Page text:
Compressonator 4.0 – Utilize the Power of GPU-based Encoding

From version 4.0, the Windows® version of Compressonator supports GPU-based encoding with DirectX® Compute (DXC) or OpenCL™ (OCL) shaders. This tutorial explains how to use this feature. 

Encoding with GPU Options

The new encoding options can be selected from the command line tool using “ -EncodeWith < DXC | OCL>  ” or the GUI application’s dialog using “Encode with” drop-down selections “GPU_DirectX” or “GPU_OpenCL” as shown in this example:

As an alternative to the GUI or CLI tools, developers can add Compressonator SDK to their own application using:

  • CMP_Core components for encoding with BC1 to BC5 which supports processing with OpenCL™ and DirectX® Compute pipeline.
  • Utilize the sample compute HLSL shader interfaces that use CMP_Framework with a CMP_GPU_DXC component library.
  • Use CMP_Core BC1 to BC5 and BC7 encoders that use CMP_Framework with a CMP_GPU_OCL component library.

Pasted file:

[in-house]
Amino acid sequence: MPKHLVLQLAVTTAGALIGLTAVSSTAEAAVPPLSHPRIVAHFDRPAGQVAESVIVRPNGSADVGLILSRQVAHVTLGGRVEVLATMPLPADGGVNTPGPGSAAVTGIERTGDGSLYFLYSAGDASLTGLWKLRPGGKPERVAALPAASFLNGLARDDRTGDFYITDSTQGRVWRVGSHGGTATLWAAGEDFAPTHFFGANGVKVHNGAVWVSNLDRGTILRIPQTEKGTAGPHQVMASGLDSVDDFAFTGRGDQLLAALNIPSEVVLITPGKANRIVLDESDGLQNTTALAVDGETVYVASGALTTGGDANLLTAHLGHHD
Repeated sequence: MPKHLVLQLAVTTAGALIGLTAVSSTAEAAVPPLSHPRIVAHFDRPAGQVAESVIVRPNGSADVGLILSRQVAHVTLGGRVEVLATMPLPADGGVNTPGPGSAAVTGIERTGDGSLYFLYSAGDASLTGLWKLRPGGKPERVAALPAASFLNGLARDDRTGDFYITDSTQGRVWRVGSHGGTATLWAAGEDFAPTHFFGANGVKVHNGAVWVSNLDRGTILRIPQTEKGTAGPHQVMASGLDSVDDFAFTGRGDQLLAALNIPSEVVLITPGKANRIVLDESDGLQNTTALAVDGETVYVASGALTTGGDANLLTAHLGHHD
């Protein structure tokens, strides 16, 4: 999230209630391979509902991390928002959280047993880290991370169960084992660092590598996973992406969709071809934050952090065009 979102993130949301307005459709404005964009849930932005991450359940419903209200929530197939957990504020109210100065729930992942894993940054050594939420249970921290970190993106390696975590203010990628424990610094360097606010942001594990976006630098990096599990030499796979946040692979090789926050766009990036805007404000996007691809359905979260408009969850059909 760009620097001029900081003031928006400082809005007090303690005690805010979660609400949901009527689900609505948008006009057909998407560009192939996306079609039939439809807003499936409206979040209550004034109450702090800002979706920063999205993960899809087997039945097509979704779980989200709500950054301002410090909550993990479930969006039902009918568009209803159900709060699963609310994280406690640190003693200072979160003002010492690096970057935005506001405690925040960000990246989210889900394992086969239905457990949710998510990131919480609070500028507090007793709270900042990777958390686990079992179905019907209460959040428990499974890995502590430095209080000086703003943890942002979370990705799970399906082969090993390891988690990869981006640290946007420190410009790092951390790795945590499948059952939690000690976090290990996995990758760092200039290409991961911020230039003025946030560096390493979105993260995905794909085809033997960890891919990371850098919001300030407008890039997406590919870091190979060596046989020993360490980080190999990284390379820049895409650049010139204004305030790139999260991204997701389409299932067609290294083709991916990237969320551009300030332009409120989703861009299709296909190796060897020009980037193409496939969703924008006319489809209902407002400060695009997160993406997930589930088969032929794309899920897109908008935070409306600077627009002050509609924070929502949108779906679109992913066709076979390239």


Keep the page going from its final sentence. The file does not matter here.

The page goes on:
How Shader Compiling Is Setup

When using Compressonator GUI or CLI  with GPU-based encoding options DXC or OCL for the first time, you will notice a long delay for each codec BC1 to BC7 been used. This is because each of these shader sources must be complied using D3D or OpenCL™ compiler. Once they are compiled, the shader binaries “ .cmp ” files will be cached for quick use in subsequent usage. In case the compilation of these shaders fail to build on a certain GPU platform, the GUI or CLI tools will automatically switch to CPU encoding, which guarantees that processed results are always available.

Working With MIP Maps Using GPU Encoding

Requested MIP map level generation is dependent on the original image width and height dimensions, with each level being divisible by two from its direct predecessor.  For MIP level generation with GPU, the resulting dimensions must also be divisible by four. Compressonator  GUI and CLI applications will automatically adjust the user request levels with a warning message if a specific level cannot be achieved during processing.

Automated Make Compatible Feature  

With the GPU or CLI tools, users can compress HDR and LDR images interchangeably between any BCn codec without any prior requirements to perform format transformations of the image source.

When using GPU based encoders both the GUI and CLI tools use temporary CPU based buffers to make the encoding seamlessly smooth. To see how this works, try compressing an EXR file format image to formats like BC1 to BC5 or BC7 using the “Encode with” option for GPU_DirectX or GPU_OpenCL.

If you are unfamiliar with how to process textures, check the online tutorial on getting started using sample projects.